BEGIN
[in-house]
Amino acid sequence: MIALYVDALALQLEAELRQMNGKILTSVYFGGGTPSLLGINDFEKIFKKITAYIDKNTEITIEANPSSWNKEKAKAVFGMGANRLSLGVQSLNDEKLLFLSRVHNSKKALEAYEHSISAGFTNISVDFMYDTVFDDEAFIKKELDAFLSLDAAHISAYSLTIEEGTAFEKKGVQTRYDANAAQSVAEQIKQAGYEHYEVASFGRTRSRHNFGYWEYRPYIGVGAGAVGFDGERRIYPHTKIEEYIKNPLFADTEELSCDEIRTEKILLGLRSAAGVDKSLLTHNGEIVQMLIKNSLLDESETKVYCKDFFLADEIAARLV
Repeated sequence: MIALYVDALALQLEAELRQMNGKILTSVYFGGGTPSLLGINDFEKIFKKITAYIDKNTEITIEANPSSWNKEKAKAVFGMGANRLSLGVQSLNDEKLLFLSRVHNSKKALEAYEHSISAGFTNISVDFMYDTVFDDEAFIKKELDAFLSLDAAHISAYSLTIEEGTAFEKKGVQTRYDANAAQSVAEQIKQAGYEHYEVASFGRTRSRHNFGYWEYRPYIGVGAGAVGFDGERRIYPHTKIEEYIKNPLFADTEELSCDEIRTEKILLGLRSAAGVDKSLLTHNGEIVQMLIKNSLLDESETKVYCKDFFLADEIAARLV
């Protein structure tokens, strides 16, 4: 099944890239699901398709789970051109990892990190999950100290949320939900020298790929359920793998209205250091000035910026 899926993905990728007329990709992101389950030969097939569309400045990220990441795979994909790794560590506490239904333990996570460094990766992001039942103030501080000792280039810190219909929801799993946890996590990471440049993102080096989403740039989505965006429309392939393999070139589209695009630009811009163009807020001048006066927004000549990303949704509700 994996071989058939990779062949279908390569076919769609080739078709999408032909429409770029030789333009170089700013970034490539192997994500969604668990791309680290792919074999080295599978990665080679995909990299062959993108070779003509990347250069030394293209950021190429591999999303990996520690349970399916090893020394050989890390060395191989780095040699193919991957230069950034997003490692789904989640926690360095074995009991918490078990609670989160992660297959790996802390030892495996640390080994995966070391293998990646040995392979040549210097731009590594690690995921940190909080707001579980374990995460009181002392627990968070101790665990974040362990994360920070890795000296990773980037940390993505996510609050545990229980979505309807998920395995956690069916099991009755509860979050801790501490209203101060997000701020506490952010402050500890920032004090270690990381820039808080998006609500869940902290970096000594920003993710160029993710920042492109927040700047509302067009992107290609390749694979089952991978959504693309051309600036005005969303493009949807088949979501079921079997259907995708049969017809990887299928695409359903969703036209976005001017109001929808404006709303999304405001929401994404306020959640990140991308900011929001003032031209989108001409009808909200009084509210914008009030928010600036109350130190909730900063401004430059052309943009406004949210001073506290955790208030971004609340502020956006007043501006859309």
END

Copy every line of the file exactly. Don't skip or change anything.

[in-house]
Amino acid sequence: MIALYVDALALQLEAELRQMNGKILTSVYFGGGTPSLLGINDFEKIFKKITAYIDKNTEITIEANPSSWNKEKAKAVFGMGANRLSLGVQSLNDEKLLFLSRVHNSKKALEAYEHSISAGFTNISVDFMYDTVFDDEAFIKKELDAFLSLDAAHISAYSLTIEEGTAFEKKGVQTRYDANAAQSVAEQIKQAGYEHYEVASFGRTRSRHNFGYWEYRPYIGVGAGAVGFDGERRIYPHTKIEEYIKNPLFADTEELSCDEIRTEKILLGLRSAAGVDKSLLTHNGEIVQMLIKNSLLDESETKVYCKDFFLADEIAARLV
Repeated sequence: MIALYVDALALQLEAELRQMNGKILTSVYFGGGTPSLLGINDFEKIFKKITAYIDKNTEITIEANPSSWNKEKAKAVFGMGANRLSLGVQSLNDEKLLFLSRVHNSKKALEAYEHSISAGFTNISVDFMYDTVFDDEAFIKKELDAFLSLDAAHISAYSLTIEEGTAFEKKGVQTRYDANAAQSVAEQIKQAGYEHYEVASFGRTRSRHNFGYWEYRPYIGVGAGAVGFDGERRIYPHTKIEEYIKNPLFADTEELSCDEIRTEKILLGLRSAAGVDKSLLTHNGEIVQMLIKNSLLDESETKVYCKDFFLADEIAARLV
């Protein structure tokens, strides 16, 4: 099944890239699901398709789970051109990892990190999950100290949320939900020298790929359920793998209205250091000035910026 899926993905990728007329990709992101389950030969097939569309400045990220990441795979994909790794560590506490239904333990996570460094990766992001039942103030501080000792280039810190219909929801799993946890996590990471440049993102080096989403740039989505965006429309392939393999070139589209695009630009811009163009807020001048006066927004000549990303949704509700 994996071989058939990779062949279908390569076919769609080739078709999408032909429409770029030789333009170089700013970034490539192997994500969604668990791309680290792919074999080295599978990665080679995909990299062959993108070779003509990347250069030394293209950021190429591999999303990996520690349970399916090893020394050989890390060395191989780095040699193919991957230069950034997003490692789904989640926690360095074995009991918490078990609670989160992660297959790996802390030892495996640390080994995966070391293998990646040995392979040549210097731009590594690690995921940190909080707001579980374990995460009181002392627990968070101790665990974040362990994360920070890795000296990773980037940390993505996510609050545990229980979505309807998920395995956690069916099991009755509860979050801790501490209203101060997000701020506490952010402050500890920032004090270690990381820039808080998006609500869940902290970096000594920003993710160029993710920042492109927040700047509302067009992107290609390749694979089952991978959504693309051309600036005005969303493009949807088949979501079921079997259907995708049969017809990887299928695409359903969703036209976005001017109001929808404006709303999304405001929401994404306020959640990140991308900011929001003032031209989108001409009808909200009084509210914008009030928010600036109350130190909730900063401004430059052309943009406004949210001073506290955790208030971004609340502020956006007043501006859309």